Authors: Dallas Schulze
If Mrs. Kimmel calls about her strelitzia reginae, remind her that they're heavy feeders and that she needs to give them time to get established. They do best when they're a little crowded."
"If you think I'm going to discuss Mrs. Kimmel's striped reggaes with her, you can think again! If she wants to talk about that kind of thing, she can call her hairdresser." Brenda's forehead puckered. "Or maybe her gynecologist," she added uncertainly.
Kate Moran had been frowning at the clipboard she held but she looked up at that, her blue eyes bright with laughter, her slight frown disappearing in a quick smile. "I'm talking about Mrs. Kimmel's bird of paradise plants."
"Why didn't you say so?" Brenda asked, widening her eyes in exaggerated surprise.
"I did. Strelitzia reginae is the proper botanical name. You know, the Latin name?"
"Oh, Latin." Brenda lifted one plump shoulder in a dismissive shrug. "I don't know why botanists feel they have to use a dead language. Wouldn't it be easier if they just used plain old English? Why confuse things?"
"The Latin names are intended to make things less confusing," Kate pointed out. "When someone tells me they want jasmine, they might mean one of a half dozen likely varieties of jasminum, but there's a fairly good chance that they're talking about trachelospermum jasminoides, which is an entirely different animal."
Brenda looked mildly disapproving. "I'm not sure, but I think it's against the law to use language like that in public."
Kate laughed again. She let the hand holding the clipboard drop to her side and fixed the other woman with a mock stem look. "I don't see how it's possible for you to own a nursery and still know absolutely nothing about plants."
"Practice," Brenda said with a modest smirk. "Years of practice."
"Don't you want to know more about what you're selling?" Kate asked, gesturing to the greenery that surrounded them.
The two of them were in her office at Wisteria, the nursery that Brenda's late husband had left her. There were windows on two sides of the tiny room. One looked out on a display of houseplants, all lush greens, ranging from palest lime to deepest emerald. Outside the other window were tables of bedding plants, many of them already in bloom—pansies, alyssum and Iceland poppies all nodding at the merest puff of a breeze as if greeting the customers who browsed among them. Kate simply couldn't imagine how anyone could be surrounded by such beauty and remain indifferent to it.
"I know everything I need to know about plants," Brenda said, unmoved by the verdant extravaganza that surrounded her. "The green side goes up. I asked you to manage this place because you know all the gory details of what needs sun and what needs shade and when to spoon-feed the little darlings smelly concoctions of manure and compost and what to do when they get an infestation of really gross bugs."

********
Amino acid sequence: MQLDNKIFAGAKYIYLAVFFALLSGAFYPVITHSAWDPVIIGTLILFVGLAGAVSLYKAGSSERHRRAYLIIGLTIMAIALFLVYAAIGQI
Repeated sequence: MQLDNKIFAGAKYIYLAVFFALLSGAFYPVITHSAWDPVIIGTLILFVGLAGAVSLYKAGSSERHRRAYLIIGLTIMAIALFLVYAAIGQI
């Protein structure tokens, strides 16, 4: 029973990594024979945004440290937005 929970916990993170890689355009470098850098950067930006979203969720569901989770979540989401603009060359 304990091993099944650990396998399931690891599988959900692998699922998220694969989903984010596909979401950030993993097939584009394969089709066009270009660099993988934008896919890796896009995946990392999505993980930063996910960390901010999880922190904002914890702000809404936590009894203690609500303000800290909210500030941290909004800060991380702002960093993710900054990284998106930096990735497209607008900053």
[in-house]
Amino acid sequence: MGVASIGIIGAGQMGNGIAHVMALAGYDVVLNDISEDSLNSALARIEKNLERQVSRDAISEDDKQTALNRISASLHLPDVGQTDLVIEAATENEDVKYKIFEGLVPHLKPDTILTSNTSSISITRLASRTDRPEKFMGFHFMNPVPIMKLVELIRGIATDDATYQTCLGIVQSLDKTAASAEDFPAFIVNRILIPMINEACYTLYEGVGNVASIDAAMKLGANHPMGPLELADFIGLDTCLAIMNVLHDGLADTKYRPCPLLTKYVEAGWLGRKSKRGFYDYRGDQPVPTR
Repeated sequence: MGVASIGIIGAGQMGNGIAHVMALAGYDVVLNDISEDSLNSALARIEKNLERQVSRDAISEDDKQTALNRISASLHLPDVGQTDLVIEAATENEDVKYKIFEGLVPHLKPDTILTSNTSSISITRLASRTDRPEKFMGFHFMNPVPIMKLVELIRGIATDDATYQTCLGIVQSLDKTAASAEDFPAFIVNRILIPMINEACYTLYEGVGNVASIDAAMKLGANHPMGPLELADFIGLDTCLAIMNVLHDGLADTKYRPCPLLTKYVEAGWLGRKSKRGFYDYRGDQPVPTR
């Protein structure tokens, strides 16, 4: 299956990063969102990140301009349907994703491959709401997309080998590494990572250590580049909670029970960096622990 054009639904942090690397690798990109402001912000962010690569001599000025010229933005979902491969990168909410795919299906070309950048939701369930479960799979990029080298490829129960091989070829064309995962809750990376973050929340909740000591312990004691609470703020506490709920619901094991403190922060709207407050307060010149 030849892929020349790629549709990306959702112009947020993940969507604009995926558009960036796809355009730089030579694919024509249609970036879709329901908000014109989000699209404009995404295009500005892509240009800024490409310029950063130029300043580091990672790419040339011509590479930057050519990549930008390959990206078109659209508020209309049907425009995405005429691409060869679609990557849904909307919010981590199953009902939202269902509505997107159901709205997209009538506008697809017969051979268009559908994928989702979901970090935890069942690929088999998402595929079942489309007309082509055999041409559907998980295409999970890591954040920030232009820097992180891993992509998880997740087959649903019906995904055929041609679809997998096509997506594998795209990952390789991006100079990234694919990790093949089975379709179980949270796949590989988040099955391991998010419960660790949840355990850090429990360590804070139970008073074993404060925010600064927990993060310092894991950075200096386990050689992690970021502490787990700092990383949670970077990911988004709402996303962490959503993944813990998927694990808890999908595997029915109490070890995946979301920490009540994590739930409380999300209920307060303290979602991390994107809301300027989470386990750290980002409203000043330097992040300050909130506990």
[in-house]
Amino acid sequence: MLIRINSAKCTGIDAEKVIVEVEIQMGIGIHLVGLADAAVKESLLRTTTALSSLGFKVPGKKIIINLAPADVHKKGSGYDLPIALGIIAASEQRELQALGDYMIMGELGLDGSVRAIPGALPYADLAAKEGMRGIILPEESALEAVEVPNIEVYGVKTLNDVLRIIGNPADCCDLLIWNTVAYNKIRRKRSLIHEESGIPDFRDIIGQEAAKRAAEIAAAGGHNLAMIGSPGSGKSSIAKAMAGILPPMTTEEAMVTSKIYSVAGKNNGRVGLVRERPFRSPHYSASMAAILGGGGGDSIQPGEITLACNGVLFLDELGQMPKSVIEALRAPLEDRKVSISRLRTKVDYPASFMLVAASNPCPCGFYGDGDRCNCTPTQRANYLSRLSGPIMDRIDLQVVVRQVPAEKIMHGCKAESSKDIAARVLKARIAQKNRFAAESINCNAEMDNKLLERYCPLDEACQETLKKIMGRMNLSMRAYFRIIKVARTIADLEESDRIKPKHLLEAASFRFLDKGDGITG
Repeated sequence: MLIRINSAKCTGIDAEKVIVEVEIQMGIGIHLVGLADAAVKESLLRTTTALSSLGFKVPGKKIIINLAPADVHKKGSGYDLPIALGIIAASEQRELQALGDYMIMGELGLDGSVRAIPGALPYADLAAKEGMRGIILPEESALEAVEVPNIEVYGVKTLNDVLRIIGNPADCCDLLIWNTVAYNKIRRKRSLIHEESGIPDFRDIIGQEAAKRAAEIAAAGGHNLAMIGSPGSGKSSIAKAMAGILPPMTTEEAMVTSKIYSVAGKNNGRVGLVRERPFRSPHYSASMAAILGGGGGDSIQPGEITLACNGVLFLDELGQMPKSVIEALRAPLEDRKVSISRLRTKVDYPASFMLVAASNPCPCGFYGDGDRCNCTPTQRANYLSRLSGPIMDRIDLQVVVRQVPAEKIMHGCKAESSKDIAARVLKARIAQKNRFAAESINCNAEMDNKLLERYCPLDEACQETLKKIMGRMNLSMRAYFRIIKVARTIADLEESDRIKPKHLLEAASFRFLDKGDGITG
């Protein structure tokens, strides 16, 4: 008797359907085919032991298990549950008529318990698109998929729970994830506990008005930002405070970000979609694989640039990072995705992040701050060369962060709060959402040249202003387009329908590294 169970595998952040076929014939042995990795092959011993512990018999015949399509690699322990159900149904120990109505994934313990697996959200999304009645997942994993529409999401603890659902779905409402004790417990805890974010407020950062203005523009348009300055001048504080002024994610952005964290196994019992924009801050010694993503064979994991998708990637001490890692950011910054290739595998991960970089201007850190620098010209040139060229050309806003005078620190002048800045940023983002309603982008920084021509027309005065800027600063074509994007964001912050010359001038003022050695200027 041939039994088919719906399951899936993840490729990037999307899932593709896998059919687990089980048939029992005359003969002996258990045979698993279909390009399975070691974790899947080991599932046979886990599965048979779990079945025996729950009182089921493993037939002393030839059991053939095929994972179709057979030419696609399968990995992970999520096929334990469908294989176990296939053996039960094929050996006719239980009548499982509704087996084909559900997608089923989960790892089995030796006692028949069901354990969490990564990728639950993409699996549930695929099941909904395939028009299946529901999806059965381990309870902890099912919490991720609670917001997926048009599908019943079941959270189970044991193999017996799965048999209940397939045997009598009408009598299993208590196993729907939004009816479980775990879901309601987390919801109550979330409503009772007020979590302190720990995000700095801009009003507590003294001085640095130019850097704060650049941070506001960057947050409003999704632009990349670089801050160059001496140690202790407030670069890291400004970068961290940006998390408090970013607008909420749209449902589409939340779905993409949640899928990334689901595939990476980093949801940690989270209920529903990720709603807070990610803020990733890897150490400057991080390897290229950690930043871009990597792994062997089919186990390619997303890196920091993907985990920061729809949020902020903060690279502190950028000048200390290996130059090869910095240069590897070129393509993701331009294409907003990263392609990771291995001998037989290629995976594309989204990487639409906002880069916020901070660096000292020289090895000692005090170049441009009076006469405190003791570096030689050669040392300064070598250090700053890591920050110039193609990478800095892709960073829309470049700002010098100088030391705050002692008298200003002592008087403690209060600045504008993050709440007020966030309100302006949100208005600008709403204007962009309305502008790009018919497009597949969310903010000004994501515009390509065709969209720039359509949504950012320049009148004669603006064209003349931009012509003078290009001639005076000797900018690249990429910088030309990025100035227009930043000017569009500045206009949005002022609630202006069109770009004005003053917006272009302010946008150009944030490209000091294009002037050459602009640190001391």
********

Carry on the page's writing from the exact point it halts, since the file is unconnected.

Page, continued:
Kate grinned. "You think all bugs are gross."
"Pretty much," Brenda admitted cheerfully.
"You don't even know enough to make sure Tm not ripping you off."
"I don't have to know plants to know that," Brenda said. "I know I can trust you. Besides, I don't really care whether you're buying rarius extrabiggus or geriatric orthopedus. In the year and a half you've been managing the nursery, business has gone up almost fifty percent. As a businesswoman, the bottom line is my only concern."
Kate's grin widened, her blue eyes laughing. "If you're such a tough businesswoman, you would have fired Jim Miller months ago."
"He's a good worker," Brenda said defensively.
"He's eighty-nine and can only make it in to work two days out of five."
"Well, there's nothing wrong with good part-time help."
"Nothing at all, except when you're paying them to do a full-time job."
"Mr. Miller drove the school bus when I was in elementary. He's a nice old man."
"Very nice," Kate agreed, still grinning.
"And working here helps him retain a sense of self-respect."
"The customers like him."
"Yes, they do."
"If I only paid him for the hours he's able to work, he would never be able to make ends meet on the skimpy little pension he gets from the school district."
"And the bottom line that you care about so passionately?" Kate inquired gently.
Brenda glared at her a moment and then laughed. "Screw the bottom line."
"Not a very good attitude for a businesswoman."
"That's why I hired you to manage this place."
Kate shook her head, her smile taking on a rueful edge. The argument had come full circle, and she knew it would be a waste of time to continue it Brenda Duncan was more than just her employer. Over the past two years, since the death of Brenda's husband had left her sole owner of the nursery, the two of them had become good friends. Brenda was sweet and funny, kind and generous to a fault. What she was not was a good businesswoman. It was probably just as well that she'd also inherited a comfortable trust fund from her maternal grandmother and didn't have to worry about squeezing every penny from her late husband's business.
"I'd just feel better if you knew more about what we're selling," Kate said finally.
"Maybe you'd feel better but I wouldn't. I know this is going to sound like blasphemy to you, but I think gardening is about as interesting as watching paint dry." She grinned at her friend's exaggerated wince. "You might as well face the facts, Kate. You're never going to make a plant lover out of me. It's not like I bought this place. It was Larry's idea, though why he thought a nursery was going to be his personal road to riches, I don't know. No one gets rich selling plants."
Kate lowered her head and made some meaningless notes on the clipboard. She had her own theories about that. In the year she'd worked for Larry Duncan, his main occupation had been hitting on every moderately attractive woman who set foot in the nursery. In his spare time, he'd occupied himself with issuing various—often conflicting—orders to the small staff just so they wouldn't lose sight of his importance. She didn't think he'd been interested in profits nearly as much as he had been in setting himself up as king of his own little empire, but she could hardly say as much. Not that it would have come as a surprise to his widow. Brenda had been in the process of filing for divorce when he died.
Brenda's thoughts must have been going along the same lines because she glanced around at the display of healthy greenery, the customers browsing among the tables of plants and her wide mouth curved in a smile that held more than a touch of malice. "I take a certain satisfaction in knowing that this place is doing so much better now than it did when he was running it. Running this store isn't quite as much fun as firebombing it would have been, but there aren't as many legal hassles involved."